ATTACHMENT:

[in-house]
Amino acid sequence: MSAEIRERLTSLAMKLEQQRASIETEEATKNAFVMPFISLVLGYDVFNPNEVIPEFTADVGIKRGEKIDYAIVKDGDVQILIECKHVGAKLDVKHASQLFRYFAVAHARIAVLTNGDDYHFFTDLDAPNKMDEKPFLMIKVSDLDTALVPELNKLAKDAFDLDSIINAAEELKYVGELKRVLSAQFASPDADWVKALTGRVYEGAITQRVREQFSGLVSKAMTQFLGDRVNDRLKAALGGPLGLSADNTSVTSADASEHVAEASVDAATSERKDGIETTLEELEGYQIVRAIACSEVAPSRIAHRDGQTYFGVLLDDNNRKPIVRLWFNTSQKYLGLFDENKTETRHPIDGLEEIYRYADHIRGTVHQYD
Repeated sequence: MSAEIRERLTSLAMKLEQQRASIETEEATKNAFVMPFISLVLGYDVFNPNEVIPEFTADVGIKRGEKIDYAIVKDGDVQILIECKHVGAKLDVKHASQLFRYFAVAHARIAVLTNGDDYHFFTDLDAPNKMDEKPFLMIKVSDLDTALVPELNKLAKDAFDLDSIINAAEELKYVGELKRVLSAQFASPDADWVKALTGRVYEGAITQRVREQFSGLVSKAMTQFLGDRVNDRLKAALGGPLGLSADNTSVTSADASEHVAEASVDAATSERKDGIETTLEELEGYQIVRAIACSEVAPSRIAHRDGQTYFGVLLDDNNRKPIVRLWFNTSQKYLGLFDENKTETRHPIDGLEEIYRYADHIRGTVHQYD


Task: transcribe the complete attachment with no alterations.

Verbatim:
[in-house]
Amino acid sequence: MSAEIRERLTSLAMKLEQQRASIETEEATKNAFVMPFISLVLGYDVFNPNEVIPEFTADVGIKRGEKIDYAIVKDGDVQILIECKHVGAKLDVKHASQLFRYFAVAHARIAVLTNGDDYHFFTDLDAPNKMDEKPFLMIKVSDLDTALVPELNKLAKDAFDLDSIINAAEELKYVGELKRVLSAQFASPDADWVKALTGRVYEGAITQRVREQFSGLVSKAMTQFLGDRVNDRLKAALGGPLGLSADNTSVTSADASEHVAEASVDAATSERKDGIETTLEELEGYQIVRAIACSEVAPSRIAHRDGQTYFGVLLDDNNRKPIVRLWFNTSQKYLGLFDENKTETRHPIDGLEEIYRYADHIRGTVHQYD
Repeated sequence: MSAEIRERLTSLAMKLEQQRASIETEEATKNAFVMPFISLVLGYDVFNPNEVIPEFTADVGIKRGEKIDYAIVKDGDVQILIECKHVGAKLDVKHASQLFRYFAVAHARIAVLTNGDDYHFFTDLDAPNKMDEKPFLMIKVSDLDTALVPELNKLAKDAFDLDSIINAAEELKYVGELKRVLSAQFASPDADWVKALTGRVYEGAITQRVREQFSGLVSKAMTQFLGDRVNDRLKAALGGPLGLSADNTSVTSADASEHVAEASVDAATSERKDGIETTLEELEGYQIVRAIACSEVAPSRIAHRDGQTYFGVLLDDNNRKPIVRLWFNTSQKYLGLFDENKTETRHPIDGLEEIYRYADHIRGTVHQYD